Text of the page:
This model holds that a foreign exchange rate must be at its equilibrium level, i.e. the rate that produces a stable current account balance. For example, a nation with a trade deficit will experience a reduction in its foreign exchange reserves, which ultimately lowers (depreciates) the value of its currency. The cheaper currency renders the nation's exports more affordable in the global marketplace while making imports more expensive. After an intermediate period, imports are forced down and exports rise, thus stabilizing the trade balance and the currency towards equilibrium.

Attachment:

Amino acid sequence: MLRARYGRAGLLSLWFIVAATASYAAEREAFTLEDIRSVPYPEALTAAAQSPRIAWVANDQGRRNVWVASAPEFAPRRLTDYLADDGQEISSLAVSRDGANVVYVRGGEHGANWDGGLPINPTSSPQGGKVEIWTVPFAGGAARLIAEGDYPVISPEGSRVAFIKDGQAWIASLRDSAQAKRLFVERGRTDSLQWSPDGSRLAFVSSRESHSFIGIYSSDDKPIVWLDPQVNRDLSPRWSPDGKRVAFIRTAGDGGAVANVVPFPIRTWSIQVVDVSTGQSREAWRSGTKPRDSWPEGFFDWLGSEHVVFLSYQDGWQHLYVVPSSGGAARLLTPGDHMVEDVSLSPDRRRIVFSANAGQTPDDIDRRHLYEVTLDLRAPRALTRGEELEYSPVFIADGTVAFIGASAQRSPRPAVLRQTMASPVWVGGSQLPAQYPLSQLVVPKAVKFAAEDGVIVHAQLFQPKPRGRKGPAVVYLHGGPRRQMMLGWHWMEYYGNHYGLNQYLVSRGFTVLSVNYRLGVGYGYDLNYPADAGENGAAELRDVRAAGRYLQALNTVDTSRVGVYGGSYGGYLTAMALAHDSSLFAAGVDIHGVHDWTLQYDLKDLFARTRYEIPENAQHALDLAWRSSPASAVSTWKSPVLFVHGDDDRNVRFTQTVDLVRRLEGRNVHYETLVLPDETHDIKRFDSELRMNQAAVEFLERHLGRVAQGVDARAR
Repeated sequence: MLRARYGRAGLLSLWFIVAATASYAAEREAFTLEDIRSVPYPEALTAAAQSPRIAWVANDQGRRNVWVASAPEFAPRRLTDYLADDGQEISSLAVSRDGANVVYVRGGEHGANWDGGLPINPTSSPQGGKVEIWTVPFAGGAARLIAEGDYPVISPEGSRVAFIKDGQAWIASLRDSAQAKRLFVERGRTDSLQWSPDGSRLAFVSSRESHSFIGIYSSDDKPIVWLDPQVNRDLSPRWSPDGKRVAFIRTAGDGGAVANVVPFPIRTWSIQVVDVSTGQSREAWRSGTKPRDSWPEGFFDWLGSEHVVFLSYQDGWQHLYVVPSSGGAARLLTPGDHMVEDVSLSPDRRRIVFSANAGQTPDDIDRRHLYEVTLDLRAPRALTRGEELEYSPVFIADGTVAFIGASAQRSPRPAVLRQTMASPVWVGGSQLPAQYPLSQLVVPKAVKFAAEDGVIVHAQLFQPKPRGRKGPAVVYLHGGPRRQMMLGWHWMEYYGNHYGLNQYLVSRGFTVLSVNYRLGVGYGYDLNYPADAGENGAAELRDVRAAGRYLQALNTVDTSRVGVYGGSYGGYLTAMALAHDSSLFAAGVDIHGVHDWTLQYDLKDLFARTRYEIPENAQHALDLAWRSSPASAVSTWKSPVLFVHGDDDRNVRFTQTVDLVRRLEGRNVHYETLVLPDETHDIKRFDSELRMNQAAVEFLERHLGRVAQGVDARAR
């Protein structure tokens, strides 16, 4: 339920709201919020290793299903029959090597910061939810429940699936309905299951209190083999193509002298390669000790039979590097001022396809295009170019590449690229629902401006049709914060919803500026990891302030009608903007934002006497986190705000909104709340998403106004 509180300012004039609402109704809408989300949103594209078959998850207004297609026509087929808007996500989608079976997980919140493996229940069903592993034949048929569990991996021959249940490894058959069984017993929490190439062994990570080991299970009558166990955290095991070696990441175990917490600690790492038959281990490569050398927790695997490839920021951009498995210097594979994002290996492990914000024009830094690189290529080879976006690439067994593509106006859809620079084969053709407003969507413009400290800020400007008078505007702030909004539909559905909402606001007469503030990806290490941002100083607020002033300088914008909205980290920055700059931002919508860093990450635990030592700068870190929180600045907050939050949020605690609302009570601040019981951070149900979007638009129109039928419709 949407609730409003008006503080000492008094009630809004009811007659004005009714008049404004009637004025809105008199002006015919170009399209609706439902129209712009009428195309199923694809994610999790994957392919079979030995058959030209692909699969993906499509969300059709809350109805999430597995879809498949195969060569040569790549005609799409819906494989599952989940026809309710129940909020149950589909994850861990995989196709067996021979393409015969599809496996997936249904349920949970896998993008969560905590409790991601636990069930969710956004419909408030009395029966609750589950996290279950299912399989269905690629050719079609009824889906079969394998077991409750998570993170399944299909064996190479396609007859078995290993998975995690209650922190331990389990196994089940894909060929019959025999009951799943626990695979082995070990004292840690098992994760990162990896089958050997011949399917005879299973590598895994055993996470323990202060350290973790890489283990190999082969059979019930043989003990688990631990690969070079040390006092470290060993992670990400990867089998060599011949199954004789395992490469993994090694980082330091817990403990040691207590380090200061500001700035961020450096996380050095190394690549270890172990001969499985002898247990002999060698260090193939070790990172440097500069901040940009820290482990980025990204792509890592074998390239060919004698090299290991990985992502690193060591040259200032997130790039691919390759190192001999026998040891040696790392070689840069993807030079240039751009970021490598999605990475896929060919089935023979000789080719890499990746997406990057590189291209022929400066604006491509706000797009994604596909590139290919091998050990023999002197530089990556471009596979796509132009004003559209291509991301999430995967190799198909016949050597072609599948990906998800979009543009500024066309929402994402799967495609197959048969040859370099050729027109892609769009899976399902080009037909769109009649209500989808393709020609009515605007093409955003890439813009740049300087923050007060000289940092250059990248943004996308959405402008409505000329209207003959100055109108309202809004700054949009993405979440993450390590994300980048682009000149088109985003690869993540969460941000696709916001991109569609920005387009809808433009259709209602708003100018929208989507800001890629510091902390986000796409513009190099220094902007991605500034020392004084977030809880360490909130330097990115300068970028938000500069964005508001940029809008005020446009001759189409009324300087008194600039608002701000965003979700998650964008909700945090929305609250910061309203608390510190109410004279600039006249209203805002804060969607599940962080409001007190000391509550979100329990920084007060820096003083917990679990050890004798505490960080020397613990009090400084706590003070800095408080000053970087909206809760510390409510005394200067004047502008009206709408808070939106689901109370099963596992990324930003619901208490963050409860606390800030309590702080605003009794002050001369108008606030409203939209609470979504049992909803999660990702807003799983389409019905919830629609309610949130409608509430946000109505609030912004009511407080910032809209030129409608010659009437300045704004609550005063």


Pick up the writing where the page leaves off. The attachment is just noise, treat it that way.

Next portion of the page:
Like PPP, the balance of payments model focuses largely on tradable goods and services, while ignoring the increasing role of global capital flows. In other words, money is not only chasing goods and services, but, to a larger extent, financial assets such as stocks and bonds.
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